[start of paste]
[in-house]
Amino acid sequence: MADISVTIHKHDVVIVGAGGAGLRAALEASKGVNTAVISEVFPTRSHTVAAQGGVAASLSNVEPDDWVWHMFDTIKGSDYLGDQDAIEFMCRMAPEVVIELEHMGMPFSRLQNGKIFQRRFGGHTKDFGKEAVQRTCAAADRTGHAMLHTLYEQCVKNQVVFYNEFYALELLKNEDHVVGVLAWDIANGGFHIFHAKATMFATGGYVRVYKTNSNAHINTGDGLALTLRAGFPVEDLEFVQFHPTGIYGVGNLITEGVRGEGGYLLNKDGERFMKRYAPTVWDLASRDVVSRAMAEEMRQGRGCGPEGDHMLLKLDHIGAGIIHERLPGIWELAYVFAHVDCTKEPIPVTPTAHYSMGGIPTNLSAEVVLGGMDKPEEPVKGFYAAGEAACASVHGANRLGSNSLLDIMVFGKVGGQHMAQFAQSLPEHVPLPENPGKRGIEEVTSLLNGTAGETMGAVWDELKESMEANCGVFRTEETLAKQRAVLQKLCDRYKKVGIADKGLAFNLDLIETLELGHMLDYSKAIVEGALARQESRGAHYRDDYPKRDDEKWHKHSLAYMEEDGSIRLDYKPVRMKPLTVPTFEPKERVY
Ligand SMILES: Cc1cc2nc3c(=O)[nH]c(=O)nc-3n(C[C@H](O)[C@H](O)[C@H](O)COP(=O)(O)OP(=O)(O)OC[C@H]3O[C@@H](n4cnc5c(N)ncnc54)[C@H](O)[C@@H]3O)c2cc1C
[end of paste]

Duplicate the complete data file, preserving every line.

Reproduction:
[in-house]
Amino acid sequence: MADISVTIHKHDVVIVGAGGAGLRAALEASKGVNTAVISEVFPTRSHTVAAQGGVAASLSNVEPDDWVWHMFDTIKGSDYLGDQDAIEFMCRMAPEVVIELEHMGMPFSRLQNGKIFQRRFGGHTKDFGKEAVQRTCAAADRTGHAMLHTLYEQCVKNQVVFYNEFYALELLKNEDHVVGVLAWDIANGGFHIFHAKATMFATGGYVRVYKTNSNAHINTGDGLALTLRAGFPVEDLEFVQFHPTGIYGVGNLITEGVRGEGGYLLNKDGERFMKRYAPTVWDLASRDVVSRAMAEEMRQGRGCGPEGDHMLLKLDHIGAGIIHERLPGIWELAYVFAHVDCTKEPIPVTPTAHYSMGGIPTNLSAEVVLGGMDKPEEPVKGFYAAGEAACASVHGANRLGSNSLLDIMVFGKVGGQHMAQFAQSLPEHVPLPENPGKRGIEEVTSLLNGTAGETMGAVWDELKESMEANCGVFRTEETLAKQRAVLQKLCDRYKKVGIADKGLAFNLDLIETLELGHMLDYSKAIVEGALARQESRGAHYRDDYPKRDDEKWHKHSLAYMEEDGSIRLDYKPVRMKPLTVPTFEPKERVY
Ligand SMILES: Cc1cc2nc3c(=O)[nH]c(=O)nc-3n(C[C@H](O)[C@H](O)[C@H](O)COP(=O)(O)OP(=O)(O)OC[C@H]3O[C@@H](n4cnc5c(N)ncnc54)[C@H](O)[C@@H]3O)c2cc1C